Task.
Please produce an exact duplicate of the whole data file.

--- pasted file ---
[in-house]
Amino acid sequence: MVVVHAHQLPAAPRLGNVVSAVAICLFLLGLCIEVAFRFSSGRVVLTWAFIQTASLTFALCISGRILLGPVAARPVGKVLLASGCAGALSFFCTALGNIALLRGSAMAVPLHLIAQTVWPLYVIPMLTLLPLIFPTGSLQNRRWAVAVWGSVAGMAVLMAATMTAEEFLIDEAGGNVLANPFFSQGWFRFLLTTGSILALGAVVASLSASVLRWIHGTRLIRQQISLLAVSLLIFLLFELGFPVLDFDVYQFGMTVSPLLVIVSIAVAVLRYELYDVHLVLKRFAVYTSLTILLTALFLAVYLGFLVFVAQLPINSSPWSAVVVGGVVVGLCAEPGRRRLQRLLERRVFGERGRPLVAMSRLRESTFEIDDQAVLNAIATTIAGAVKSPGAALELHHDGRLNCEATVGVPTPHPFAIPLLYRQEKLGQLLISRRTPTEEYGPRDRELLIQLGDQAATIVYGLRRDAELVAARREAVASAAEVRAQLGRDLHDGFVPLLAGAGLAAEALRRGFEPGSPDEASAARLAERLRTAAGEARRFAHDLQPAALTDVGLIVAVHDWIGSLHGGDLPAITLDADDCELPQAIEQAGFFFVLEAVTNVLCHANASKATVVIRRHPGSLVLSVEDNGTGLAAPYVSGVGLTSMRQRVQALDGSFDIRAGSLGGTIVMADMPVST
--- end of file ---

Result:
[in-house]
Amino acid sequence: MVVVHAHQLPAAPRLGNVVSAVAICLFLLGLCIEVAFRFSSGRVVLTWAFIQTASLTFALCISGRILLGPVAARPVGKVLLASGCAGALSFFCTALGNIALLRGSAMAVPLHLIAQTVWPLYVIPMLTLLPLIFPTGSLQNRRWAVAVWGSVAGMAVLMAATMTAEEFLIDEAGGNVLANPFFSQGWFRFLLTTGSILALGAVVASLSASVLRWIHGTRLIRQQISLLAVSLLIFLLFELGFPVLDFDVYQFGMTVSPLLVIVSIAVAVLRYELYDVHLVLKRFAVYTSLTILLTALFLAVYLGFLVFVAQLPINSSPWSAVVVGGVVVGLCAEPGRRRLQRLLERRVFGERGRPLVAMSRLRESTFEIDDQAVLNAIATTIAGAVKSPGAALELHHDGRLNCEATVGVPTPHPFAIPLLYRQEKLGQLLISRRTPTEEYGPRDRELLIQLGDQAATIVYGLRRDAELVAARREAVASAAEVRAQLGRDLHDGFVPLLAGAGLAAEALRRGFEPGSPDEASAARLAERLRTAAGEARRFAHDLQPAALTDVGLIVAVHDWIGSLHGGDLPAITLDADDCELPQAIEQAGFFFVLEAVTNVLCHANASKATVVIRRHPGSLVLSVEDNGTGLAAPYVSGVGLTSMRQRVQALDGSFDIRAGSLGGTIVMADMPVST